The United States of Matter
Particles of matter behave differently depending on whether they're in the solid, liquid, or gas phase. We'll leave plasma out of the story for now, but you can bet your bottom dollar we'll cover it later. When we refer to a particle we just mean a small unit of matter and it is a word we use for convenience. The particles in neon gas, for example, are neon atoms, while the particles in laughing gas are N2O molecules.
Check out the nifty illustration below. The particles in the different states are characteristically organized (or disorganized in some states).
SolidsPick up your favorite solid. The possibilities are endless. What do you see at the macroscopic level? This is the size level where we can directly observe with our senses. No microscope required. Each solid has a definite shape and occupies a definite volume. Think of an ice cube in a glass. It's a solid. We can easily weigh the ice cube and measure its volume.
How might we go about measuring the volume of an ice cube? The easiest way is to use the volume displacement method. This method is used to find the volume of irregularly shaped objects by measuring the level of water before and after immersing a solid into a graduated cylinder of water. Check out this video demonstration here.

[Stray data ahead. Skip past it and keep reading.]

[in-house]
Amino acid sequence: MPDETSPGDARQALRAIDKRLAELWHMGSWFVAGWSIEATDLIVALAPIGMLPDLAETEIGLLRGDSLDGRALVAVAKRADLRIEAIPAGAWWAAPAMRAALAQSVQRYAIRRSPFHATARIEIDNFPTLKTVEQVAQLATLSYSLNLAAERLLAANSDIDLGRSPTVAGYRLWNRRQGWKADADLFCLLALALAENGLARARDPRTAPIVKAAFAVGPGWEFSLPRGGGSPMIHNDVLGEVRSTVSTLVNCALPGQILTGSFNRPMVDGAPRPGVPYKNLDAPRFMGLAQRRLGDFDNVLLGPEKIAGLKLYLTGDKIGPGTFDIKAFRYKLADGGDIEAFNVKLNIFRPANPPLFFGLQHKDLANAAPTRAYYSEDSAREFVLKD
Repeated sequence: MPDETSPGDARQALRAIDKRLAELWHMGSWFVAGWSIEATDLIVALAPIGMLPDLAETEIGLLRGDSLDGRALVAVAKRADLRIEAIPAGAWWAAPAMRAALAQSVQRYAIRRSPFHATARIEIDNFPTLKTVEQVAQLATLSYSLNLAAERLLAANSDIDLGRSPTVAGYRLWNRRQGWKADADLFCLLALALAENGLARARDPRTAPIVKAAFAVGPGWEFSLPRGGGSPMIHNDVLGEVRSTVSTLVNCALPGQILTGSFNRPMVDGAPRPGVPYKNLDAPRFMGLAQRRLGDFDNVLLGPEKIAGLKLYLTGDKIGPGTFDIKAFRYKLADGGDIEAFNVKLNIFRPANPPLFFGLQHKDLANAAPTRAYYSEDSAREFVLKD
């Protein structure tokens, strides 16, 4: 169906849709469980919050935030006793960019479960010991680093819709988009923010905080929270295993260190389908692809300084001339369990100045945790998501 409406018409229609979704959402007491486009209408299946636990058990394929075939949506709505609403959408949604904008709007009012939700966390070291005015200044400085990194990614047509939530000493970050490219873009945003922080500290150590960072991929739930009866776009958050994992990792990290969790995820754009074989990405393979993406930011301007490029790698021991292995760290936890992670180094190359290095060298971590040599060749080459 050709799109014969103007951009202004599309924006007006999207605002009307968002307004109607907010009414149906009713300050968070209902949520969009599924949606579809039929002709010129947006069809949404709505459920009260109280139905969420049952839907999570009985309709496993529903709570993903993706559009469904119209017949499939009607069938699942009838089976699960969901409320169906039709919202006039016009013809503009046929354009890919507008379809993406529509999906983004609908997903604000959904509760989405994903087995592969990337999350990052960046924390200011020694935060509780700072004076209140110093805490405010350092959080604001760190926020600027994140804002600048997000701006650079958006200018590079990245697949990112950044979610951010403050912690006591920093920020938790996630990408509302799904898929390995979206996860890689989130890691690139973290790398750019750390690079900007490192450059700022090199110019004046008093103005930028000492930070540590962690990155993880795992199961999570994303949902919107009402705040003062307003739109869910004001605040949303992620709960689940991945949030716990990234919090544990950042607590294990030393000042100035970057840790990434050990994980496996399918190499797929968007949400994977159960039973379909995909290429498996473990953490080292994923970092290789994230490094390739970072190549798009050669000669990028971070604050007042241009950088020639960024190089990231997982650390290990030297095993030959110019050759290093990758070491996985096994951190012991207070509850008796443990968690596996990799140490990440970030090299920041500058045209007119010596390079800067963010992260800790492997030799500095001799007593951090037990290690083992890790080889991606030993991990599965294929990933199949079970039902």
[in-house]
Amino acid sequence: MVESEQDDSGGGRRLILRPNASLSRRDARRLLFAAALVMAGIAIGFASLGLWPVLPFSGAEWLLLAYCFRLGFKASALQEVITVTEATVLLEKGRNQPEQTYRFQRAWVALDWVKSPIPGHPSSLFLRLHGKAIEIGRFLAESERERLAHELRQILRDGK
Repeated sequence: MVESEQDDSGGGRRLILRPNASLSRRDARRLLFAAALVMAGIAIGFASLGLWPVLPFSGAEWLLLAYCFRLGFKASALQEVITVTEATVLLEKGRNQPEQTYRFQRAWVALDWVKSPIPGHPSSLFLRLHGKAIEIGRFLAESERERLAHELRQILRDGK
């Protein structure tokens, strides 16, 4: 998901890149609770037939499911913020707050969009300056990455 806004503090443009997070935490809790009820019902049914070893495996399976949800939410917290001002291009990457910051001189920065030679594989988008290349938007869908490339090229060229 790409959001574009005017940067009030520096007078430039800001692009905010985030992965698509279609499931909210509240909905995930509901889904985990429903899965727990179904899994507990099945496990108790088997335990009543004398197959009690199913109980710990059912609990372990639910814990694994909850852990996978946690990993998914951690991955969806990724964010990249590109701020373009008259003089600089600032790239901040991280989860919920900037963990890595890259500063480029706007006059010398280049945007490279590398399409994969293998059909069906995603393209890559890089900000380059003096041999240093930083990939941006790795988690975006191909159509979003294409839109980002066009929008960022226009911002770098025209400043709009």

The volume displacement method.
Okay! Okay! We'll get back to solids already!
At the microscopic level, the particles that make up the solid are very close together and aren't moving around very much. This is because in many solids, the particles are pulled into a rigid, organized structure of repeating patterns called a crystal lattice. The particles in the crystal lattice are still moving but barely. Picture an awkward dance party where everyone is solo and stiffly trying to dance in place. Sounds like middle school.
One common term used to describe solids is malleability. This word can be used to describe a physical property of all matter, but it is usually most relevant in the case of solids. Malleability is the ability of matter to bend or be hammered into other shapes without breaking. Examples of highly malleable metals are gold, iron, and aluminum. We've all experienced malleability first hand when using aluminum foil. Think of how easy it is to mold aluminum into the shape we want!